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Now what?

My girlfriend knew Matthew and Christina. I didn’t, but she did. When I told my parents the news, my mom offered advice for taking care of her. “Don’t worry, Mom, I’ve handled this before.”

It’s tragic, but true. This is my sixth year being part of the MIT community. I’ve been close to more suicide than I care to recount. Over time, I’ve grown uncomfortably comfortable with the conversations that stem from suicides and mental health issues.

Inevitably, these conversation always turn to one direction: Now what? How can we prevent this in the future? How can we offer better support?

I think this is a great testament to our community — no matter how big the problem, or how insurmountable it seems, we are always looking for a solution.

To me, this is MIT’s greatest asset. We are a school filled with the most talented problem-solvers in the world. The sheer brilliance of our community, combined with our rich diversity, allows us to find the best solutions to the biggest problems. Even if we wanted to hire fancy corporate consultants to help us solve problems, we would probably just be hiring our own recent graduates.

Although science and engineering are our domains of expertise, we are perfectly capable of solving other types of problems. If you need evidence, look no further than the ongoing “It’s On Us” campaign. A conglomeration of 17 (seventeen!) independent groups got together to fight sexual misconduct at MIT. Their work has led to thousands of MIT community members signing a personal commitment to keep others safe from sexual assault. It’s truly incredible.

Suicide and mental health represent another big challenge for our community. Like sexual assault, I believe it’s a challenge best overcome through input and cooperation from the entire community. Everyone should be encouraged to join the conversation, and everyone should be given a chance to offer their opinion.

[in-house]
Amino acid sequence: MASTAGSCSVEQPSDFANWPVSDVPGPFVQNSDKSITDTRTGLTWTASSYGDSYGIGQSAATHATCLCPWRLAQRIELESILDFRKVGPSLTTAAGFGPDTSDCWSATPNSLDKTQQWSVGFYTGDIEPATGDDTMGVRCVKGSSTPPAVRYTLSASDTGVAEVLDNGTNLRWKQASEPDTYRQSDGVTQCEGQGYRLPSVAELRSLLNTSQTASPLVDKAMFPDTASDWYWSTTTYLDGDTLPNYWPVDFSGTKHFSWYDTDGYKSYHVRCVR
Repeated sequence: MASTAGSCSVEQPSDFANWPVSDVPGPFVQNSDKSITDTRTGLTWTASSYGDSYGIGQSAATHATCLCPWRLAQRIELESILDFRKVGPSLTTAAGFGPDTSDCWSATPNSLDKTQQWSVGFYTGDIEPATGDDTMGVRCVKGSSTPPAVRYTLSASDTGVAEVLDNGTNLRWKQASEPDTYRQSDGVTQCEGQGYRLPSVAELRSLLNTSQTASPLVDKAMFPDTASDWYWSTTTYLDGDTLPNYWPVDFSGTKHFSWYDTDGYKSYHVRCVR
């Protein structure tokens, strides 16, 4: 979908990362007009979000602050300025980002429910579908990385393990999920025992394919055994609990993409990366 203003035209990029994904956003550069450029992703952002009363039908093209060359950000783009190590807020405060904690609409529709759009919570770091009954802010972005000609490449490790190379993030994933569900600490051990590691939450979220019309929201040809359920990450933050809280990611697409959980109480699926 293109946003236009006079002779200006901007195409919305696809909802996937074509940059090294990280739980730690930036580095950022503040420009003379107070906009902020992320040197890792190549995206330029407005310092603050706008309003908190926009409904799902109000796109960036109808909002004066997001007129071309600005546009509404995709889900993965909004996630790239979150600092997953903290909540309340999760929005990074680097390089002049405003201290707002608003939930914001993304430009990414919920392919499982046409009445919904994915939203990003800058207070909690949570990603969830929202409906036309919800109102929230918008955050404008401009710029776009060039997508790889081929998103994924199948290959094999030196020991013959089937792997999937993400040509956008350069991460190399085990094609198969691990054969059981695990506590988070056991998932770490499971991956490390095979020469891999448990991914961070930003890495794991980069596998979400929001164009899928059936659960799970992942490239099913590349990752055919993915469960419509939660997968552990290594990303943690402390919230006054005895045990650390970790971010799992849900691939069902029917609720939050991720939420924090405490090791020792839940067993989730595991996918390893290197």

Now, more than ever, it’s important to recognize the benefits of openness and transparency. The last string of undergraduate deaths was in 2011–2012. MIT’s primary response was the creation of the RLAD role to enhance the existing support system in dormitories. Although the chancellor at the time suggested there was community involvement in that decision, the role was highly controversial and strongly opposed in a public letter signed by over 50 GRTs.

That said, MIT does have a history of addressing mental health issues with more openness. In 2000, MIT commissioned a “Mental Health Task Force” to evaluate the existing mental health support system. The committee produced a list of 17 concrete recommendations for improving mental health care at MIT. And they’re all completely public.

Over the coming weeks, I’m sure we will learn more about MIT’s plans to overcome this tragic time. I will certainly be pushing for openness in the process, and offering my own ideas for improving our support system, and I encourage everyone to join me. Mental health is far too important an issue to have your voice go unheard. Your ideas are valuable, and the entire community will benefit from your unique perspective.

Colin Sidoti is an alumnus of the Class of 2014 and a volunteer assistant crew coach.